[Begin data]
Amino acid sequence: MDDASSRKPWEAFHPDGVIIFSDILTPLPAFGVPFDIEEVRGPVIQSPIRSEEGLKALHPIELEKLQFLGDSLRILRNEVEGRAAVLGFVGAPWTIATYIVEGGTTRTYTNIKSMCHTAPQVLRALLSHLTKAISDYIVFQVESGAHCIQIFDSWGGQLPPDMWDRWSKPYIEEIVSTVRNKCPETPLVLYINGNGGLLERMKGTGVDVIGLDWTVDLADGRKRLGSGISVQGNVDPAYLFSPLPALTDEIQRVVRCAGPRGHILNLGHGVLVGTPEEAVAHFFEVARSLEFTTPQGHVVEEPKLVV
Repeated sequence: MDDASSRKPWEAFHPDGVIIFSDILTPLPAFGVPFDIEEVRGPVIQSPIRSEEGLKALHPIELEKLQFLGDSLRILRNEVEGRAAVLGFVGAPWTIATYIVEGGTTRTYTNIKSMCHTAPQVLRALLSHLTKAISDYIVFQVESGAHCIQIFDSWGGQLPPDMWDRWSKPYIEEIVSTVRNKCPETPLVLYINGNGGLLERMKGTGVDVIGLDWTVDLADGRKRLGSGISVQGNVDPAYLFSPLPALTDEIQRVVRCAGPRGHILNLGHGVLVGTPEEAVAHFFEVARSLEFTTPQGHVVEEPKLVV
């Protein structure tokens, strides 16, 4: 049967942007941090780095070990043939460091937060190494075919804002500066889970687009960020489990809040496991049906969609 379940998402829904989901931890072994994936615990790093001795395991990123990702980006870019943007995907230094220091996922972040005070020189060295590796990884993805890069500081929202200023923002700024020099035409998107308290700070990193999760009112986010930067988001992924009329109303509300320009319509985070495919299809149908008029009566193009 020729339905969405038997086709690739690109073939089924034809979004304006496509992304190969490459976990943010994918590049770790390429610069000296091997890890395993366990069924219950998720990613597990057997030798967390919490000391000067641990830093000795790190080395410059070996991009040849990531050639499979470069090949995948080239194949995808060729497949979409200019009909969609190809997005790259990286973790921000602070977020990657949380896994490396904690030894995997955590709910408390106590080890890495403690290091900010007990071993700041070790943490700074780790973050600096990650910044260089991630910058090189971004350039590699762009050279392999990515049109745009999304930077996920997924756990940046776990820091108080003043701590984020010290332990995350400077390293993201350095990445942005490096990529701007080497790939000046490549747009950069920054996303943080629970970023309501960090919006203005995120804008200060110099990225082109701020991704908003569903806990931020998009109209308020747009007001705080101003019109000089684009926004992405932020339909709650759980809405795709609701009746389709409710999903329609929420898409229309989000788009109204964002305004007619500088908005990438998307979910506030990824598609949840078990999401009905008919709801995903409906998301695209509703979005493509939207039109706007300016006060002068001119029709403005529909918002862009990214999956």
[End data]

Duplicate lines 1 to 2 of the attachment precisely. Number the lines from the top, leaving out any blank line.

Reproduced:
Amino acid sequence: MDDASSRKPWEAFHPDGVIIFSDILTPLPAFGVPFDIEEVRGPVIQSPIRSEEGLKALHPIELEKLQFLGDSLRILRNEVEGRAAVLGFVGAPWTIATYIVEGGTTRTYTNIKSMCHTAPQVLRALLSHLTKAISDYIVFQVESGAHCIQIFDSWGGQLPPDMWDRWSKPYIEEIVSTVRNKCPETPLVLYINGNGGLLERMKGTGVDVIGLDWTVDLADGRKRLGSGISVQGNVDPAYLFSPLPALTDEIQRVVRCAGPRGHILNLGHGVLVGTPEEAVAHFFEVARSLEFTTPQGHVVEEPKLVV
Repeated sequence: MDDASSRKPWEAFHPDGVIIFSDILTPLPAFGVPFDIEEVRGPVIQSPIRSEEGLKALHPIELEKLQFLGDSLRILRNEVEGRAAVLGFVGAPWTIATYIVEGGTTRTYTNIKSMCHTAPQVLRALLSHLTKAISDYIVFQVESGAHCIQIFDSWGGQLPPDMWDRWSKPYIEEIVSTVRNKCPETPLVLYINGNGGLLERMKGTGVDVIGLDWTVDLADGRKRLGSGISVQGNVDPAYLFSPLPALTDEIQRVVRCAGPRGHILNLGHGVLVGTPEEAVAHFFEVARSLEFTTPQGHVVEEPKLVV